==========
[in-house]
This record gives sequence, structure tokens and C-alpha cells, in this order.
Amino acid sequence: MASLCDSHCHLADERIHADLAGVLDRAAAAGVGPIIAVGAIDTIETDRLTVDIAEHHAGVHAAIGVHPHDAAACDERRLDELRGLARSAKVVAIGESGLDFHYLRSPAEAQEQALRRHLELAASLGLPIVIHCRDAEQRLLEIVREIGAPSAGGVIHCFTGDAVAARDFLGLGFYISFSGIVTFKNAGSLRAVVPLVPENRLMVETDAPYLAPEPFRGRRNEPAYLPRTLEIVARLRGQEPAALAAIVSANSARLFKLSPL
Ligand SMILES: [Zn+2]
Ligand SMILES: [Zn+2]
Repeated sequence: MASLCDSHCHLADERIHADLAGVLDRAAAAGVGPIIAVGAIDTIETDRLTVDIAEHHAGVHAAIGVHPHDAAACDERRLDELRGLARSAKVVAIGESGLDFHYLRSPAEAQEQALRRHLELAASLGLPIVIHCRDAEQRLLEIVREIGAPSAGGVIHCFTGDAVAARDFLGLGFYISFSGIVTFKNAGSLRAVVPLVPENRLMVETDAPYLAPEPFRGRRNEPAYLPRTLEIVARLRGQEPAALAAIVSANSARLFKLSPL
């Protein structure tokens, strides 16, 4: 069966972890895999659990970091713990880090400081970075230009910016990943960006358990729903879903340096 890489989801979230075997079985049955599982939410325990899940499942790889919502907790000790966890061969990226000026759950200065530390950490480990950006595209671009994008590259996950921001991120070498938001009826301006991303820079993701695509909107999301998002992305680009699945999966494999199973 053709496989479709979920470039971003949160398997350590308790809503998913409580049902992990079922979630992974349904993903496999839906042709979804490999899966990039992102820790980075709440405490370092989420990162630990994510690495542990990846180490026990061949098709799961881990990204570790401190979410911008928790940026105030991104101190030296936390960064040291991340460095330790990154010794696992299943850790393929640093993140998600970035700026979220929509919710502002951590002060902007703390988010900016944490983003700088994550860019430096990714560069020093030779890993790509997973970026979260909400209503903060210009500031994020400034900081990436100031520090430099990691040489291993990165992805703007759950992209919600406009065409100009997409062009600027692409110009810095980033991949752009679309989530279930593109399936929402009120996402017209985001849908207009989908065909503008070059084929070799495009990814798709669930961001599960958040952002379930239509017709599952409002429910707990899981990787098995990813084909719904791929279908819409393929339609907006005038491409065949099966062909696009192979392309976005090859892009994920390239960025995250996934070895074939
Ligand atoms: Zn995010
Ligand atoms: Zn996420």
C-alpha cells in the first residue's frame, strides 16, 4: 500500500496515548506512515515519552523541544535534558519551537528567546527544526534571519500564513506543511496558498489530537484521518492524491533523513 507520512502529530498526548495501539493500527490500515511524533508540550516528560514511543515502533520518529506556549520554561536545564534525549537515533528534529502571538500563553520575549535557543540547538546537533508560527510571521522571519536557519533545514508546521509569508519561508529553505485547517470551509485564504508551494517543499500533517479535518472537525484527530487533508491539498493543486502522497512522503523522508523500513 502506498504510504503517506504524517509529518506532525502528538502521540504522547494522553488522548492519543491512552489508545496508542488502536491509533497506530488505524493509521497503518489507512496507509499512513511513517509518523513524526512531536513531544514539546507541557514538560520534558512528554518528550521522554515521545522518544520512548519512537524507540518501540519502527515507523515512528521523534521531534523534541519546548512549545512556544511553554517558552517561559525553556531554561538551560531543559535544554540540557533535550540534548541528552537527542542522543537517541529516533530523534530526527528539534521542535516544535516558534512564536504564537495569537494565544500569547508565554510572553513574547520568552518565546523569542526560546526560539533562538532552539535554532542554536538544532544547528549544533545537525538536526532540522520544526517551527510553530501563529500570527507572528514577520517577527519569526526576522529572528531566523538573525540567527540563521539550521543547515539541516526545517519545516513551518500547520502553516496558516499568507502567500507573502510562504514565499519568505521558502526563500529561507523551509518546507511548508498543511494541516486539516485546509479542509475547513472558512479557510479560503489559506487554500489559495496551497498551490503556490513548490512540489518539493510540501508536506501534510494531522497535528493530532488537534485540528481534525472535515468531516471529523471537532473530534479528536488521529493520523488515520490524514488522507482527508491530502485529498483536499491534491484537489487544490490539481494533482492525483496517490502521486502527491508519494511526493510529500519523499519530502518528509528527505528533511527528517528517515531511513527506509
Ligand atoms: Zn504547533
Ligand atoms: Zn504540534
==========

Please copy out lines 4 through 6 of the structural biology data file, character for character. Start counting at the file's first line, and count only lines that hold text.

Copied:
Ligand SMILES: [Zn+2]
Ligand SMILES: [Zn+2]
Repeated sequence: MASLCDSHCHLADERIHADLAGVLDRAAAAGVGPIIAVGAIDTIETDRLTVDIAEHHAGVHAAIGVHPHDAAACDERRLDELRGLARSAKVVAIGESGLDFHYLRSPAEAQEQALRRHLELAASLGLPIVIHCRDAEQRLLEIVREIGAPSAGGVIHCFTGDAVAARDFLGLGFYISFSGIVTFKNAGSLRAVVPLVPENRLMVETDAPYLAPEPFRGRRNEPAYLPRTLEIVARLRGQEPAALAAIVSANSARLFKLSPL